Time for drama, music and comedy as Goan theatre comes to Delhi
Sunil Shanbag’s play Loretta revolves around the concepts of identity, chauvinistic pride and anxietiesart and culture Updated: May 27, 2016 20:31 IST
Tiatr, a term that comes from Teatro, theatre in Portuguese, has been a popular dramatic form in Goa for over a hundred years. Performed in Konkani language, it has elements of drama, music, comedy and improvisation.
“The plays work within a strictly Goan Christian moral context”, noted eminent scholar Pramod Kale, in his 1986 article on Tiatr in the Economic and Political Weekly journal.
He further said that the art form “reflects a complex set of attitudes which include, amongst others, an intense regional/national pride for Goa and things Goan, a strong belief in the sanctity of family life and an abiding faith in God”.
This is where Sunil Shanbag, director and filmmaker, found his inspiration, to work on a play that depicted the ‘concepts of identity, chauvinistic pride and anxieties’. His play, Loretta, scheduled this weekend in Delhi is his first attempt at Tiatr, performed in English and Konkani.
Loretta is set in the ’70s on a river island in Goa. Antonio Moraes, a landlord, is quite protective of the island and a votary of the Konkani language. The play begins when his son, Rafael, comes back from Bombay, with his girlfriend, Loretta. An Anglo-Indian, her mother tongue is English, which the old man finds difficult to accept. The only way she can stay there, rules the old man, is if she learns Konkani. The entire plot is around her attempt to meet this challenge.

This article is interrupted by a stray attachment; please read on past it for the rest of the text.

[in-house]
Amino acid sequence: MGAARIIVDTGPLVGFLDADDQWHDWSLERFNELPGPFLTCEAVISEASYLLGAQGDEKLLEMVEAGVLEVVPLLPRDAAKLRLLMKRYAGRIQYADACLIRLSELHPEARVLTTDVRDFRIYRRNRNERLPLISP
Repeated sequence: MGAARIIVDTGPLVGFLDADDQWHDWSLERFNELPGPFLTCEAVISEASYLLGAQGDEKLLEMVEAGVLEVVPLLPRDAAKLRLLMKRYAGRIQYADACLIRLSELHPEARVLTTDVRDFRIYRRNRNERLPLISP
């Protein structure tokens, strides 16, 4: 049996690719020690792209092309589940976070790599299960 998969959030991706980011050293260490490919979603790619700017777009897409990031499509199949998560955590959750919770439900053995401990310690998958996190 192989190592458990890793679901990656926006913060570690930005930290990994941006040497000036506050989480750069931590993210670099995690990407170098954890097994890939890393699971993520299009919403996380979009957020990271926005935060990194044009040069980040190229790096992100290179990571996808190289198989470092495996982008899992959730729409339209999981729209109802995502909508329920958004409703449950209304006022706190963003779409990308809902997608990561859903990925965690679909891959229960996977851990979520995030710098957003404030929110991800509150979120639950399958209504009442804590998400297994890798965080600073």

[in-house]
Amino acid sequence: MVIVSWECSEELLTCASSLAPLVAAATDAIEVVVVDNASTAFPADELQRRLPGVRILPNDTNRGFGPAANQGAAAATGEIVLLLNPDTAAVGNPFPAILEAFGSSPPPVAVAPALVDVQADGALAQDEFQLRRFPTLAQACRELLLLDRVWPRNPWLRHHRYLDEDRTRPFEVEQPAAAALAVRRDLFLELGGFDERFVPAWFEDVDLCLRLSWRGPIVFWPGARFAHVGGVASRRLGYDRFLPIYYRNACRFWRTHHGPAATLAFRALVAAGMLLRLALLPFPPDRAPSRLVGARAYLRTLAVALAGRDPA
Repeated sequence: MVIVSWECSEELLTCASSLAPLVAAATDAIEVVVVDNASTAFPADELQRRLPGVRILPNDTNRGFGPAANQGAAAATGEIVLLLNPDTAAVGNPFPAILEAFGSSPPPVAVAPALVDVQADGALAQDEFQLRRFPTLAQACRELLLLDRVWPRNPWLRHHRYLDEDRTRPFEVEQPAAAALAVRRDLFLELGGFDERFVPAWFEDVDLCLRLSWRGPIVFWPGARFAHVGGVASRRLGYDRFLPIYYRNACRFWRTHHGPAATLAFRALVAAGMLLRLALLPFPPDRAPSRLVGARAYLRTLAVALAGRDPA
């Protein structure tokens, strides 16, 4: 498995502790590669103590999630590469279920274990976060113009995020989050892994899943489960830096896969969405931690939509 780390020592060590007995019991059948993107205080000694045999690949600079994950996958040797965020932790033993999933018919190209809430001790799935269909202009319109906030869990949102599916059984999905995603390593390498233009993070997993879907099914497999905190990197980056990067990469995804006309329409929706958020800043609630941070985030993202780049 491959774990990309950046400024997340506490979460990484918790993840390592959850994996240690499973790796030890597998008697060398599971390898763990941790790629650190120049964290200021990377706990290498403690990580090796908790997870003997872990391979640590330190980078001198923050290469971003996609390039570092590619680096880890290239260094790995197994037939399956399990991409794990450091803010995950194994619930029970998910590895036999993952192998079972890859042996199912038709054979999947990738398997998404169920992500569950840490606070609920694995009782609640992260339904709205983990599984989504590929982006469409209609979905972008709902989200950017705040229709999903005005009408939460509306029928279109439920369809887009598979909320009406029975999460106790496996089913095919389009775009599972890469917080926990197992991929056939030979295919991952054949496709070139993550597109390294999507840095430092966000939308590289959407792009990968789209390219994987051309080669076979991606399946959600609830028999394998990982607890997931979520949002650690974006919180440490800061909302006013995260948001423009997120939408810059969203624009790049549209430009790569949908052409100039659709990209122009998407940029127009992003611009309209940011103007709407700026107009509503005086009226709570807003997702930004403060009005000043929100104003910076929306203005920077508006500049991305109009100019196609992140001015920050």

“It revolves around identity, language and culture,” says Shanbag, who leads the Aparna Theatre that has produced the play in association with Aadyam. “How do you prove that you’re a Goan, an Indian or anything else? It’s [identity] a big debate nowadays.”
Just like traditional Tiatr performances, this play will also be punctuated by side shows, performed in front of the curtain, during breaks while the set is being changed. These shows – ranging from skits, songs or monologues – are mostly satirical in nature, and deal with current issues.
“The play is presented in a simple, joyful way. There is no villain,” says Shanbag. “The side-shows are about language chauvinism, of being exclusive and not inclusive and other views on contemporary cultural issues.”
Loretta was well received in Mumbai last month, but the real test, says Shanbag, is how Goans react when it is performed in the land of Tiatr.
Where: Kamani Auditorium, 1, Copernicus Marg,
When: 4 pm & 7.30 pm; May 28
Tickets: Rs.300 to Rs.1000
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